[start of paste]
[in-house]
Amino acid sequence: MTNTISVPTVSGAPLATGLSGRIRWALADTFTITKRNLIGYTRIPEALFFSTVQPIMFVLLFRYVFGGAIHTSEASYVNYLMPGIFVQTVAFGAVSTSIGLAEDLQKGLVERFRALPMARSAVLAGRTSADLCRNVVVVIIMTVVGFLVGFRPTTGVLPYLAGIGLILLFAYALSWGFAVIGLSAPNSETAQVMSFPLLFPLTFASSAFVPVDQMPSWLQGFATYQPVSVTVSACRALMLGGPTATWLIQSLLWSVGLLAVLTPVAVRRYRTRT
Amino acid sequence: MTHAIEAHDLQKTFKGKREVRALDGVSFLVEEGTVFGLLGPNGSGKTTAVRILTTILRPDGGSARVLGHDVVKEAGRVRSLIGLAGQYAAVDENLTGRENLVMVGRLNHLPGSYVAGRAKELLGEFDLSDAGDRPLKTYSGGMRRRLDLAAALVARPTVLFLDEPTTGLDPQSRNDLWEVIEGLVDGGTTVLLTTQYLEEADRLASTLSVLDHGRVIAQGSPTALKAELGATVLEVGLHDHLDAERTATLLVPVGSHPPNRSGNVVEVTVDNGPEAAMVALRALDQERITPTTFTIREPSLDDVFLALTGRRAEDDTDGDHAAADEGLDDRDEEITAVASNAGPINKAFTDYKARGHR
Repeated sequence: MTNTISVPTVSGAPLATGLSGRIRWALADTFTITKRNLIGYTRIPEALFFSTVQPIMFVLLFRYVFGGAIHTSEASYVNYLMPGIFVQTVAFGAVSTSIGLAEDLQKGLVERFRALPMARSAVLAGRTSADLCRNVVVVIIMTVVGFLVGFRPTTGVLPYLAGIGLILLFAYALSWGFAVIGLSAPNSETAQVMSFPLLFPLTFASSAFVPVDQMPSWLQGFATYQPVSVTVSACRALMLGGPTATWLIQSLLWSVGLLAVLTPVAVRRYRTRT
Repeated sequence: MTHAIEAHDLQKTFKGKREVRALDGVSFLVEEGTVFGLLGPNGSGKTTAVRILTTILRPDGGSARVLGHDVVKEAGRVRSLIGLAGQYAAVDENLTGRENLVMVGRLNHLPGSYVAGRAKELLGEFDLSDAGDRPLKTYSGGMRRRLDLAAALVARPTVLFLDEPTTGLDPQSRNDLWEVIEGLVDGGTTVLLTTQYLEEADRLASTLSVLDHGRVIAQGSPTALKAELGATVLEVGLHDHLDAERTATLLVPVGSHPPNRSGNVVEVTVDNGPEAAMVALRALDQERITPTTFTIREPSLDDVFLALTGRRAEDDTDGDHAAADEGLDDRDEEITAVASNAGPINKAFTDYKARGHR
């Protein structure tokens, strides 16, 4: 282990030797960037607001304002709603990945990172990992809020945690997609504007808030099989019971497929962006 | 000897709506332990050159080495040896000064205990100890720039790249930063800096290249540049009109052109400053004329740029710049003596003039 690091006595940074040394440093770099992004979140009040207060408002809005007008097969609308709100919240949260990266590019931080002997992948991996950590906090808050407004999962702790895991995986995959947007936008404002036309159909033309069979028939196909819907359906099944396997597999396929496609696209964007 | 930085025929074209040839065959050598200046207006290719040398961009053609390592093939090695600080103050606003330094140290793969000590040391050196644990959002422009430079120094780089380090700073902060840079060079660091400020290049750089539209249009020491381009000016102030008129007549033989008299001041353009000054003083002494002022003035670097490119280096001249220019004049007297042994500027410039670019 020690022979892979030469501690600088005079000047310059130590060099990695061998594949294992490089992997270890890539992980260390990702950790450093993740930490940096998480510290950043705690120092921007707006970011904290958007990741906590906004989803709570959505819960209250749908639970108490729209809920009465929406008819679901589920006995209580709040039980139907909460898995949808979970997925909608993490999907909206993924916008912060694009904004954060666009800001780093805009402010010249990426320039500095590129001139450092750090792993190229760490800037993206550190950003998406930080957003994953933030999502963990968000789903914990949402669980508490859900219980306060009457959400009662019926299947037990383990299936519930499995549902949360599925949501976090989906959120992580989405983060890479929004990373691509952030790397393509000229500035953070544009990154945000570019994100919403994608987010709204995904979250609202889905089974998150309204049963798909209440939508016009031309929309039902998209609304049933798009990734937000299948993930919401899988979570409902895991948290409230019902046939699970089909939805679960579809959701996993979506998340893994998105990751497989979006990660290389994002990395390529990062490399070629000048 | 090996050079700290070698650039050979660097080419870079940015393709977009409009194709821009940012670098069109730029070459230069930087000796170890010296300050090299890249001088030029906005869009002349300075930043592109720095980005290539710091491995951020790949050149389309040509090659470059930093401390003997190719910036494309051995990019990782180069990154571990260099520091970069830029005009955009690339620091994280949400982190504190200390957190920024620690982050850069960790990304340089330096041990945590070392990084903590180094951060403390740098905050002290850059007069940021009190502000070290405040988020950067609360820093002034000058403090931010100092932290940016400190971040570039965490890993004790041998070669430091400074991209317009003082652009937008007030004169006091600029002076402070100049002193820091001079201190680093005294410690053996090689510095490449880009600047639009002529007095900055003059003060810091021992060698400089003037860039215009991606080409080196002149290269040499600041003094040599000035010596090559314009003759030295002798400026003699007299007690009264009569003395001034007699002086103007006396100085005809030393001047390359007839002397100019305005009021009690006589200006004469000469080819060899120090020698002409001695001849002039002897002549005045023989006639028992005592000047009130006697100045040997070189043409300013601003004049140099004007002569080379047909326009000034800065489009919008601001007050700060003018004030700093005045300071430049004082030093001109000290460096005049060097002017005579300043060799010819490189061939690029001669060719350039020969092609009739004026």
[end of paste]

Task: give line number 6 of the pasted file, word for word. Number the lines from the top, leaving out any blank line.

């Protein structure tokens, strides 16, 4: 282990030797960037607001304002709603990945990172990992809020945690997609504007808030099989019971497929962006 | 000897709506332990050159080495040896000064205990100890720039790249930063800096290249540049009109052109400053004329740029710049003596003039 690091006595940074040394440093770099992004979140009040207060408002809005007008097969609308709100919240949260990266590019931080002997992948991996950590906090808050407004999962702790895991995986995959947007936008404002036309159909033309069979028939196909819907359906099944396997597999396929496609696209964007 | 930085025929074209040839065959050598200046207006290719040398961009053609390592093939090695600080103050606003330094140290793969000590040391050196644990959002422009430079120094780089380090700073902060840079060079660091400020290049750089539209249009020491381009000016102030008129007549033989008299001041353009000054003083002494002022003035670097490119280096001249220019004049007297042994500027410039670019 020690022979892979030469501690600088005079000047310059130590060099990695061998594949294992490089992997270890890539992980260390990702950790450093993740930490940096998480510290950043705690120092921007707006970011904290958007990741906590906004989803709570959505819960209250749908639970108490729209809920009465929406008819679901589920006995209580709040039980139907909460898995949808979970997925909608993490999907909206993924916008912060694009904004954060666009800001780093805009402010010249990426320039500095590129001139450092750090792993190229760490800037993206550190950003998406930080957003994953933030999502963990968000789903914990949402669980508490859900219980306060009457959400009662019926299947037990383990299936519930499995549902949360599925949501976090989906959120992580989405983060890479929004990373691509952030790397393509000229500035953070544009990154945000570019994100919403994608987010709204995904979250609202889905089974998150309204049963798909209440939508016009031309929309039902998209609304049933798009990734937000299948993930919401899988979570409902895991948290409230019902046939699970089909939805679960579809959701996993979506998340893994998105990751497989979006990660290389994002990395390529990062490399070629000048 | 090996050079700290070698650039050979660097080419870079940015393709977009409009194709821009940012670098069109730029070459230069930087000796170890010296300050090299890249001088030029906005869009002349300075930043592109720095980005290539710091491995951020790949050149389309040509090659470059930093401390003997190719910036494309051995990019990782180069990154571990260099520091970069830029005009955009690339620091994280949400982190504190200390957190920024620690982050850069960790990304340089330096041990945590070392990084903590180094951060403390740098905050002290850059007069940021009190502000070290405040988020950067609360820093002034000058403090931010100092932290940016400190971040570039965490890993004790041998070669430091400074991209317009003082652009937008007030004169006091600029002076402070100049002193820091001079201190680093005294410690053996090689510095490449880009600047639009002529007095900055003059003060810091021992060698400089003037860039215009991606080409080196002149290269040499600041003094040599000035010596090559314009003759030295002798400026003699007299007690009264009569003395001034007699002086103007006396100085005809030393001047390359007839002397100019305005009021009690006589200006004469000469080819060899120090020698002409001695001849002039002897002549005045023989006639028992005592000047009130006697100045040997070189043409300013601003004049140099004007002569080379047909326009000034800065489009919008601001007050700060003018004030700093005045300071430049004082030093001109000290460096005049060097002017005579300043060799010819490189061939690029001669060719350039020969092609009739004026």